Search - Marcia Ball :: Let Me Play With Your Poodle

Let Me Play With Your Poodle
Marcia Ball
Let Me Play With Your Poodle
Genres: Blues, Pop
 
  •  Track Listings (13) - Disc #1

Long, tall Marcia Ball kicks off her new album with the title track, "Let Me Play with Your Poodle," a rollicking, double-entendre blues number originated by Tampa Red. In Ball's version, she reinforces the salacious lyric...  more »

      
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CD Details

All Artists: Marcia Ball
Title: Let Me Play With Your Poodle
Members Wishing: 1
Total Copies: 0
Label: Rounder / Umgd
Release Date: 6/24/1997
Genres: Blues, Pop
Styles: Chicago Blues, Regional Blues, New Orleans Blues, Texas Blues, Electric Blues, Modern Blues, Piano Blues
Number of Discs: 1
SwapaCD Credits: 1
UPCs: 011661315129, 011661315143

Synopsis

Amazon.com
Long, tall Marcia Ball kicks off her new album with the title track, "Let Me Play with Your Poodle," a rollicking, double-entendre blues number originated by Tampa Red. In Ball's version, she reinforces the salacious lyrics with a punchy horn section, her own second-line New Orleans piano solo and her own giddy vocal. And Ball doesn't need to dip into blues history for a bawdy song; she proves she can write her own on "The Right Tool for the Job." The rest of the album isn't quite so blunt, but whether she's admitting she "Can't Trust My Heart" or declaring there's "Something I Can't Do," Ball locks her voice and piano parts so firmly into the syncopated Gulf Coast rhythms that there always seems to be a party in full swing on this recording. The album is dominated by the sights and sounds of Ball's native Louisiana, from the culinary delights of Clarence Garlow's "Crawfishin'" to the ironic history of Randy Newman's "Louisiana 1927." Ball is now based in Austin, however, and she is backed by some of the finest blues musicians in Texas, including Clarence Hollimon, who plays guitar on "I'm Just a Prisoner," and Doyle Bramhall, who sings the duet vocal on "How Big a Fool." Ball doesn't possess the strongest voice in the blues world, but few revivalists can match her instinctive grasp of rhythmic phrasing. --Geoffrey Himes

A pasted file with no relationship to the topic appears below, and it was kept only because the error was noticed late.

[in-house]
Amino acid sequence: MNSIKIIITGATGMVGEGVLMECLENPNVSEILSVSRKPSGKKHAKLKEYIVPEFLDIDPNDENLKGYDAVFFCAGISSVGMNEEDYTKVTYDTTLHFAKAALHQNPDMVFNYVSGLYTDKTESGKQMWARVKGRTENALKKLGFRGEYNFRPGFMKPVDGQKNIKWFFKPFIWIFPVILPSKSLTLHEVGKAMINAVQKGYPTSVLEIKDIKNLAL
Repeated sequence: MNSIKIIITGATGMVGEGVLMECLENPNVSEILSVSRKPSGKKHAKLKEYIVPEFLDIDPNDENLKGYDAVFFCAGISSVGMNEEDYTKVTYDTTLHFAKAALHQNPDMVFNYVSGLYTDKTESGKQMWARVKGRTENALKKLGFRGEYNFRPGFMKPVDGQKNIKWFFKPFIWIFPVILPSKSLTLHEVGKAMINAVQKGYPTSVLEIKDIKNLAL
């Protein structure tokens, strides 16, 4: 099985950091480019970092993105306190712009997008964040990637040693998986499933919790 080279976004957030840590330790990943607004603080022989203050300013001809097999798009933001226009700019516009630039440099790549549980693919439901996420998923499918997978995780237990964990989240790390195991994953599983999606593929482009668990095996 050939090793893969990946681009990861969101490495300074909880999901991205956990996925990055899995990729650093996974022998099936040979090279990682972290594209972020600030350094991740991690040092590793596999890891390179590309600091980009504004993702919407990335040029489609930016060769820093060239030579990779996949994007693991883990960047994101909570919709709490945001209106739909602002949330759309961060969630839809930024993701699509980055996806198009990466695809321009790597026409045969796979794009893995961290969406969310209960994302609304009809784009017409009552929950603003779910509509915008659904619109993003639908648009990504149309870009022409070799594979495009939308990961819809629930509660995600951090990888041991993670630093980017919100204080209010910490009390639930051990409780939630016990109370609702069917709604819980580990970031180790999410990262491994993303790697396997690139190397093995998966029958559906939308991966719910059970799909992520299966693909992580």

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CD Reviews

Party music from the Bayou
06/26/2000
(4 out of 5 stars)

"I've been following Marcia off and on for the last 10 years...always thought of her as a fun artist with a nice voice and enough piano to make her credible.Then I heard this album...she cranks out a bunch of blistering pounding piano solos that impressed this old hard heart.Go get this one...by far the best of her albums"
Make it talk girl!!!
04/27/1999
(5 out of 5 stars)

"This was a chance purchase by my Father who shares my love of blues. I feel like I have been let into a new field of boogie~woogie, key dancin...world. This lady is fantastic, I would give my right left toe to be able to do what she does to those ivorys. Play with Your Poodle is a piece of mastery that would bring anyone out of the deepest funk they have ever been in. I thought for a minute this lady knew me in 'can't trust my heart'... Wonderful mix of boogie and soulful heart breakers... I will be working my through the rest of these! If you love piano music of this kind as I do, this is a must have..the whole CD is great...."
Marcia's best to date.
06/25/1998
(5 out of 5 stars)

"I think this is Marcia Ball's most far-reaching and sophisticated CD to date. Her full range as a musican and singer are on display. The first song "Let Me Play With Your Poodle", reaches out, grabs you out of your chair, and takes you full-speed into the joyous world that is Marcia Ball's music. You get the full drive and power of her piano playing. Other Louisiana type songs include "Crawfishin'" and "The Right Tool for the Job". "American Dream" is a little bit different for Marcia--a Delbert McClinton-style rocker--but it's become one of my favorites. Lost-love ballads like "The Story of My Life" are a great change of pace, and the final song "Evangeline" is a quietly passionate cover of a Randy Newman song that is just exquisite.I thought "Blue House" was the best, but this is even better. It really shows off the Marcia Ball Band (which, unfortunately, has seen almost a complete turnover since this CD came out) at its most mature and powerful."